We can hope, can’t we?

  5. Judy Gombita says:

    Sean, I also was surprised at how little external profile Chris Sorek had…but one thing to consider is whether that was by HIS choice or the executive board’s directive.

    You would think that an association of communicators would understand and appreciate that in many ways the top dog in administration has to be the primary public face, rather than the one (occasionally two) term elected chair/president of the board.

    I know IABC “evolved” to that concept during Julie Freeman’s 10-year stewardship. But then it reverted with her replacement.

    The most important role of any board of directors is to ensure the correct/best CEO is hired for the role.

    Perhaps the board itself made the decision to have a background “executive director” (or whatever name the title was changed to) and revert to the older version of having the chair/president be in the spotlight. I’ve experienced this in a work situation, where the CEO had the understanding of being hired for a very specific role that did NOT include external communication (particularly with the media).

    This proved challenging on many levels.

    I hope IABC can recover and get its mojo and licence to operate back, as there really aren’t any other viable alternatives in North America for associations that focus (primarily) on internal communications.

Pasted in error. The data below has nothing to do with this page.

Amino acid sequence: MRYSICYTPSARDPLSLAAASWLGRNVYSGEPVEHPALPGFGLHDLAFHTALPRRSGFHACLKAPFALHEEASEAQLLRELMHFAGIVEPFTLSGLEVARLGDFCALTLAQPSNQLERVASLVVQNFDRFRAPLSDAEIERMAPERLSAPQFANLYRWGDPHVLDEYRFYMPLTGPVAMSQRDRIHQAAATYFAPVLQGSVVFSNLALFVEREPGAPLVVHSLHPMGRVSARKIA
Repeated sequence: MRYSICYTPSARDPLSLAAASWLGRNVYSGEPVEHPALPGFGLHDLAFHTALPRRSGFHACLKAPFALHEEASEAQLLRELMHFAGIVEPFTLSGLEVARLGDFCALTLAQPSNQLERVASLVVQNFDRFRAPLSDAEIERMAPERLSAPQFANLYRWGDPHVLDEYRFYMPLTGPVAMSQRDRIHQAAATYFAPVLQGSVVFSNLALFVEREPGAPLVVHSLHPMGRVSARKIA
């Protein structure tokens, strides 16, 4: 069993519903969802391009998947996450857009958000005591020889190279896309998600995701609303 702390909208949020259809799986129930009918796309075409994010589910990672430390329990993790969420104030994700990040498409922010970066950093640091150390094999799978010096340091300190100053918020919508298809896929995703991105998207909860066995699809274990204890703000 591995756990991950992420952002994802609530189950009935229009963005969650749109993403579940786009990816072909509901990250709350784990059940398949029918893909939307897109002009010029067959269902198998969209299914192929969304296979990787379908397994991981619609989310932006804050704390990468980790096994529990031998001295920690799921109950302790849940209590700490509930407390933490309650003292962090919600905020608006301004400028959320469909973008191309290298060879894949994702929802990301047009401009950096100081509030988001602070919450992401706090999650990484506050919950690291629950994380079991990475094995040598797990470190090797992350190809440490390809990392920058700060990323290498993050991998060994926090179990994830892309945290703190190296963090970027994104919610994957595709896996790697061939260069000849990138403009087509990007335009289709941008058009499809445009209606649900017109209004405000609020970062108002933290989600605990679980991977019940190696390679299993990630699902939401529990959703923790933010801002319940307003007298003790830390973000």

6. Sean says:

    @Keith thanks for the comment. The “stay and build” is a compelling argument. In fact, it’s one reason why we stayed in NE Ohio and continue to try and help it become the best it can be. The IABC imbroglio is not as complex or as scale intensive — but it’s still an issue of understanding stakeholders and forging a new frontier that fulfills aspirations.

    @Judy – we definitely return to the concept of transparency — the expectations are different now than 10 years ago, and understanding reasons behind decisions is crucial to generating identification, contributions and volunteerism.

    You are right that IABC seems more interested in employee comms than other groups = but Melcrum has certainly created a for-profit model to represent for internal in a way that no one else has since Ragan’s exit… PRSA has the employee comms section (which I’ll lead next year), but that’s just around 400 members out of 20,000. One fear during the many rumors of IABC/PRSA merger was that internal comms would lose out, and I think that may be right.

    The recovery from this kerfuffle will be interesting to watch. Thanks again for your thoughtful comments.